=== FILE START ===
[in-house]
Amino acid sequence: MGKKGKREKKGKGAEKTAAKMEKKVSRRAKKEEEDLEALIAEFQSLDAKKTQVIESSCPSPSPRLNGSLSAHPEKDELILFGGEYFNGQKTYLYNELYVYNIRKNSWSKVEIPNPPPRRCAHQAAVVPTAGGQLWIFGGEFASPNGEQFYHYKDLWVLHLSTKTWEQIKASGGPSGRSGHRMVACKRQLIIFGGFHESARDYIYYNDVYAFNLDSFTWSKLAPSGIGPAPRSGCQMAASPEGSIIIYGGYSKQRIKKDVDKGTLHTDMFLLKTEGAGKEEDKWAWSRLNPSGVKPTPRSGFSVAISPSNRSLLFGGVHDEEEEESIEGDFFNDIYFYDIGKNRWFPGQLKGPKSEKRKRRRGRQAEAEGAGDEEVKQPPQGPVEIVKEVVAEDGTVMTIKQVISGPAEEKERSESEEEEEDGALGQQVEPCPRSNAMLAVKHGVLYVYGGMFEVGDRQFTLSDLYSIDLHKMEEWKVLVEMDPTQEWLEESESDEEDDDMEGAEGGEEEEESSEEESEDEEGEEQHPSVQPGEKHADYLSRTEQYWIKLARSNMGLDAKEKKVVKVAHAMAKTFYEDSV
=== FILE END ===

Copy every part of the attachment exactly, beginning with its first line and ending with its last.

[in-house]
Amino acid sequence: MGKKGKREKKGKGAEKTAAKMEKKVSRRAKKEEEDLEALIAEFQSLDAKKTQVIESSCPSPSPRLNGSLSAHPEKDELILFGGEYFNGQKTYLYNELYVYNIRKNSWSKVEIPNPPPRRCAHQAAVVPTAGGQLWIFGGEFASPNGEQFYHYKDLWVLHLSTKTWEQIKASGGPSGRSGHRMVACKRQLIIFGGFHESARDYIYYNDVYAFNLDSFTWSKLAPSGIGPAPRSGCQMAASPEGSIIIYGGYSKQRIKKDVDKGTLHTDMFLLKTEGAGKEEDKWAWSRLNPSGVKPTPRSGFSVAISPSNRSLLFGGVHDEEEEESIEGDFFNDIYFYDIGKNRWFPGQLKGPKSEKRKRRRGRQAEAEGAGDEEVKQPPQGPVEIVKEVVAEDGTVMTIKQVISGPAEEKERSESEEEEEDGALGQQVEPCPRSNAMLAVKHGVLYVYGGMFEVGDRQFTLSDLYSIDLHKMEEWKVLVEMDPTQEWLEESESDEEDDDMEGAEGGEEEEESSEEESEDEEGEEQHPSVQPGEKHADYLSRTEQYWIKLARSNMGLDAKEKKVVKVAHAMAKTFYEDSV